Attacks On Health Facilities, Workers In Syria, Yemen Should Be Considered War Crimes
STAT: Attacks in Syria and Yemen are turning disease into a weapon of war
Homer Venters, director of programs at Physicians for Human Rights
“…Today we are seeing another cruel method of warfare emerge on the battlefield: the weaponization of disease, particularly in Syria and Yemen. … [T]he pace of attacks on health facilities, workers, and resources in Syria and Yemen is massive and unrelenting. In the past three years, combatants in these conflicts have actively targeted health and humanitarian facilities and indiscriminately decimated civilian infrastructure. … We must not make the mistake of thinking of these deaths and illnesses as collateral damage of war. They are not accidental, and the destruction of medical and sanitation infrastructure is part of a cruel, illegal, and intentional strategy. … [T]here must be independent investigations of violations of international law when it comes to targeting health and humanitarian resources. There must also be regular and public reporting of incidents at the United Nations Human Rights Council and Security Council. We must recognize and prosecute these acts as war crimes, specifically as violations of the Geneva Convention. … [W]ithout accountability and clear condemnation from the international community, millions more lives are at stake” (7/7).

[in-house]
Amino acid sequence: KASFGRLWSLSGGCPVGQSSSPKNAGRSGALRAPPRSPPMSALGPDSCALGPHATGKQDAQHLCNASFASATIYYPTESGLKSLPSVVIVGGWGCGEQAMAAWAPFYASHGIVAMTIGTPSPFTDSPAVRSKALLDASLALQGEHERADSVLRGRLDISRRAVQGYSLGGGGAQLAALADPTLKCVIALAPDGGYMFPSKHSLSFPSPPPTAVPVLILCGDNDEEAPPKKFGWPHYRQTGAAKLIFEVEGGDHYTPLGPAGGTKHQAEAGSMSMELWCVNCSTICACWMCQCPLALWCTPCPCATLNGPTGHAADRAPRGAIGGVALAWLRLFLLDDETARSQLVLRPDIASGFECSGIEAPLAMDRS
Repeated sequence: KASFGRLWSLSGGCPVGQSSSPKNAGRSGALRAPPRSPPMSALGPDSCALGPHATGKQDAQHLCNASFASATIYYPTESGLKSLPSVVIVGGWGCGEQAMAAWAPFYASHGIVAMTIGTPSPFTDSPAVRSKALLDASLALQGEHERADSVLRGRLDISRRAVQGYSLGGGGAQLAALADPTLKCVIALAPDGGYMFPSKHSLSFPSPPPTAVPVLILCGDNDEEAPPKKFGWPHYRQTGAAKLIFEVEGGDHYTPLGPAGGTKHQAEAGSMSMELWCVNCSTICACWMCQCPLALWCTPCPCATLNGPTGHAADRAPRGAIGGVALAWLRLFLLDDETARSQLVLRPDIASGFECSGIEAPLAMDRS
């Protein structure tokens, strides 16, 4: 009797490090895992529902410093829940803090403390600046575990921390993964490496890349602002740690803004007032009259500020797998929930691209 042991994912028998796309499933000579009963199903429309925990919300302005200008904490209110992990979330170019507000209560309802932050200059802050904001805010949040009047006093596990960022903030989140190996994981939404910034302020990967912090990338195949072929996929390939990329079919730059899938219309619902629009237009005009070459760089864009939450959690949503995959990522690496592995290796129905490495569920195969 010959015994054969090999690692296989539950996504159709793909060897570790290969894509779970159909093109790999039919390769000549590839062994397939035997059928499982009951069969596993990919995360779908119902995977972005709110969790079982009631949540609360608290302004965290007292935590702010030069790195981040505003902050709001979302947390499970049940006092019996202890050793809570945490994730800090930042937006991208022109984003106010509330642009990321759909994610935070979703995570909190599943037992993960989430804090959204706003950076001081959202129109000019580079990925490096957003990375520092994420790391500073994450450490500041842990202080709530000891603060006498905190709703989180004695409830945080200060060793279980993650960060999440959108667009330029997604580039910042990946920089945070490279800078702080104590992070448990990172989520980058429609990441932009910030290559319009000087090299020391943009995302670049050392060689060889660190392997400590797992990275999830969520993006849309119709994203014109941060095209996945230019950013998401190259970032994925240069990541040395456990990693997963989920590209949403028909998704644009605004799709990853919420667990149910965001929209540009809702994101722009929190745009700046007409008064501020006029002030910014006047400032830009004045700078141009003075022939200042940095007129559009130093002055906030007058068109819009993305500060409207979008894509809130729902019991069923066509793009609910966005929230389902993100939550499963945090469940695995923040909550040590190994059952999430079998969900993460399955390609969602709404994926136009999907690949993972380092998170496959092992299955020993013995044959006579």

The KFF Daily Global Health Policy Report summarized news and information on global health policy from hundreds of sources, from May 2009 through December 2020. All summaries are archived and available via search.